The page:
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Doing Business in Colombia 2010

DBColombia2010 The World Bank's Doing Business team has launched its second annual Subnational Colombia report. Colombia was among this year's top 10 reformers in the general Doing Business survey, with every city pulling its weight.

Each of the 13 regions previously benchmarked showed improvements in at least one of the areas measured. Over 75 percent of cities now offer one-stop shops to start businesses.

Doing business is easiest in Manizales, Ibagué and Pereira, and more difficult in Cali and Cartagena.

One of my favorite aspects of the subnational reports is that they showcase how different regions within the same country can learn from each other. A hypothetical Colombian city that adopted all the best practices identified in this report would rank 17th of 183 countries globally -- 20 places ahead of Colombia’s position in the global Doing Business 2010 report.

Comments

Submitted by Nicole on
I like the way Doing Business is able to really consider federal countries through their sub-national reports. Administering surveys in a federal system is challenging but Doing Business seems to have struck a nice balance with the publications of these sub-national reports at intervals during the year. Well done!

Submitted by Maria Alexandra Velez on
In the case of Colombia, the subnational report has created a healthy competition among cities to become the best place for Doing Business. Although Colombia does not have a federal system, application of administrative norms can differ widely from one city to another. Doing Business points out what works best and where, giving local authorities tools to improve without looking further than their neighbors' best practices. Interesting to see among the top ranked, cities with quite a dynamic commercial activity. Cali, sadly, is lagging behind as in many other indicators for a city which was once a motor for development in the country. Cartagena definitely deserves better and hopefully the major will carefully read the report and act accordingly.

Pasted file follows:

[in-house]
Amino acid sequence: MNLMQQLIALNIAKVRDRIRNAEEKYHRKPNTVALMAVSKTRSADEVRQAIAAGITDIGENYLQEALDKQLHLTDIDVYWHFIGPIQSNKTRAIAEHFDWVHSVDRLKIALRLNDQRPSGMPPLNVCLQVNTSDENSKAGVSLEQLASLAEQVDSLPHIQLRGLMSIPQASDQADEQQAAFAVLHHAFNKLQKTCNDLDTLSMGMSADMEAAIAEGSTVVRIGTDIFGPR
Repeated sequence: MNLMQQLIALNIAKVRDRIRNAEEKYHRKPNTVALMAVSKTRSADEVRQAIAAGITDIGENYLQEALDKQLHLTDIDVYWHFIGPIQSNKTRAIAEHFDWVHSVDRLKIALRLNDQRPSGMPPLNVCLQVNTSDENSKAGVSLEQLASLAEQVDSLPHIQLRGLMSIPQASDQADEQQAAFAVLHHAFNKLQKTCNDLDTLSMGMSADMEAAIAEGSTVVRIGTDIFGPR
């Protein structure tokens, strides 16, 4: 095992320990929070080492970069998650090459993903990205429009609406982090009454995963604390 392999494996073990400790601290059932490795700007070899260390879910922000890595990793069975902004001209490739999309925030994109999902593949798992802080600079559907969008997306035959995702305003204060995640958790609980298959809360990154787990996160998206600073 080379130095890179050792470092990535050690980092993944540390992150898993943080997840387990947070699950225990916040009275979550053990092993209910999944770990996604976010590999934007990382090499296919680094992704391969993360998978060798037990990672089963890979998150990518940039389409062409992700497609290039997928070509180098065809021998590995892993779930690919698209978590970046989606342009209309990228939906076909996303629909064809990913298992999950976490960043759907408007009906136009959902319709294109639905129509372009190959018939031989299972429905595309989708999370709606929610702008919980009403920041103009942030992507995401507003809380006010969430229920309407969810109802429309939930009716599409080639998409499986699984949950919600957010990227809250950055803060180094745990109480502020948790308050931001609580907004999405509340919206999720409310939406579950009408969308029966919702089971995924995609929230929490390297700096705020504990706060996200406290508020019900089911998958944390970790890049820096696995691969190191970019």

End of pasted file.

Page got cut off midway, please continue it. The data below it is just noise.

Submitted by Jann Soriano on
I do not doubt the report in including Baranquilla as one of the most difficult cities in Colombia to run a business. My step father who was born and raised in Bogota started a business in Baranquilla 5 years ago and put all his effort and resources to make it succeed. It was short lived, though. His being a former Colombian national didn't help in overcoming the layers of bureaucratic hurdles that exist in that city that didn't seem to improve through the years - according to him. He gave up, losing almost all his life savings and now concentrates only in helping me and my mom in our small Toronto business.

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